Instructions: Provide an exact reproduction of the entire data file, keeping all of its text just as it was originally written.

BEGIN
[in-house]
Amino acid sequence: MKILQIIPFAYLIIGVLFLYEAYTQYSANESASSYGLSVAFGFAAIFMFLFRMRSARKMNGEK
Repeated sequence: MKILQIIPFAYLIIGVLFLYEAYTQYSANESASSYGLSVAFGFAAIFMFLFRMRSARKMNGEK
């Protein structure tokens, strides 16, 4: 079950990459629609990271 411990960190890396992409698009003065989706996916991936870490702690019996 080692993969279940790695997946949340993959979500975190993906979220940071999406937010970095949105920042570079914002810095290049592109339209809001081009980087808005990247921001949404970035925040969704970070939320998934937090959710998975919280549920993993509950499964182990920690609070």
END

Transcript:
[in-house]
Amino acid sequence: MKILQIIPFAYLIIGVLFLYEAYTQYSANESASSYGLSVAFGFAAIFMFLFRMRSARKMNGEK
Repeated sequence: MKILQIIPFAYLIIGVLFLYEAYTQYSANESASSYGLSVAFGFAAIFMFLFRMRSARKMNGEK
């Protein structure tokens, strides 16, 4: 079950990459629609990271 411990960190890396992409698009003065989706996916991936870490702690019996 080692993969279940790695997946949340993959979500975190993906979220940071999406937010970095949105920042570079914002810095290049592109339209809001081009980087808005990247921001949404970035925040969704970070939320998934937090959710998975919280549920993993509950499964182990920690609070």